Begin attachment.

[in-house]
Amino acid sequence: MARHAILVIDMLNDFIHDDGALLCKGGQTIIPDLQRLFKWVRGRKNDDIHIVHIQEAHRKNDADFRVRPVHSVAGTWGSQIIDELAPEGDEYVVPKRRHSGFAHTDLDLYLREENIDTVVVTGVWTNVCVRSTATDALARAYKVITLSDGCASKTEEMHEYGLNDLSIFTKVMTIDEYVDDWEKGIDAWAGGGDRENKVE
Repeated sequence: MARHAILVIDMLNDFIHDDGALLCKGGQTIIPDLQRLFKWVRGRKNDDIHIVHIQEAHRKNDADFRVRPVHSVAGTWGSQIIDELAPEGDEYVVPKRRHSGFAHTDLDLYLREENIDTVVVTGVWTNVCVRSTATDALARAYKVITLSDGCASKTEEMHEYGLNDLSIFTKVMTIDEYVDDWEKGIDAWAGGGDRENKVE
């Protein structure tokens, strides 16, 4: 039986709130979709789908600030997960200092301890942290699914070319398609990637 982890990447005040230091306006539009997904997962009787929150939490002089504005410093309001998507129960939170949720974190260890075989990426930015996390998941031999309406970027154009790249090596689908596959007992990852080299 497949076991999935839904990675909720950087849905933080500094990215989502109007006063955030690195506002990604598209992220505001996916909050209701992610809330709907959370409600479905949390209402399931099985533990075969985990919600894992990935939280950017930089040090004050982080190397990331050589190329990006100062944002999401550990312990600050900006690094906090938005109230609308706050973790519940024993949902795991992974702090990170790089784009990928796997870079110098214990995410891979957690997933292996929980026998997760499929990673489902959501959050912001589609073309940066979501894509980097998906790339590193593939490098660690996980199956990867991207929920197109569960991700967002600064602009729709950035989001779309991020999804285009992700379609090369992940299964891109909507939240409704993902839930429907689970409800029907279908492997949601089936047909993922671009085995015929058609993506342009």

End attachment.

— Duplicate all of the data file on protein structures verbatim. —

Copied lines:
[in-house]
Amino acid sequence: MARHAILVIDMLNDFIHDDGALLCKGGQTIIPDLQRLFKWVRGRKNDDIHIVHIQEAHRKNDADFRVRPVHSVAGTWGSQIIDELAPEGDEYVVPKRRHSGFAHTDLDLYLREENIDTVVVTGVWTNVCVRSTATDALARAYKVITLSDGCASKTEEMHEYGLNDLSIFTKVMTIDEYVDDWEKGIDAWAGGGDRENKVE
Repeated sequence: MARHAILVIDMLNDFIHDDGALLCKGGQTIIPDLQRLFKWVRGRKNDDIHIVHIQEAHRKNDADFRVRPVHSVAGTWGSQIIDELAPEGDEYVVPKRRHSGFAHTDLDLYLREENIDTVVVTGVWTNVCVRSTATDALARAYKVITLSDGCASKTEEMHEYGLNDLSIFTKVMTIDEYVDDWEKGIDAWAGGGDRENKVE
């Protein structure tokens, strides 16, 4: 039986709130979709789908600030997960200092301890942290699914070319398609990637 982890990447005040230091306006539009997904997962009787929150939490002089504005410093309001998507129960939170949720974190260890075989990426930015996390998941031999309406970027154009790249090596689908596959007992990852080299 497949076991999935839904990675909720950087849905933080500094990215989502109007006063955030690195506002990604598209992220505001996916909050209701992610809330709907959370409600479905949390209402399931099985533990075969985990919600894992990935939280950017930089040090004050982080190397990331050589190329990006100062944002999401550990312990600050900006690094906090938005109230609308706050973790519940024993949902795991992974702090990170790089784009990928796997870079110098214990995410891979957690997933292996929980026998997760499929990673489902959501959050912001589609073309940066979501894509980097998906790339590193593939490098660690996980199956990867991207929920197109569960991700967002600064602009729709950035989001779309991020999804285009992700379609090369992940299964891109909507939240409704993902839930429907689970409800029907279908492997949601089936047909993922671009085995015929058609993506342009």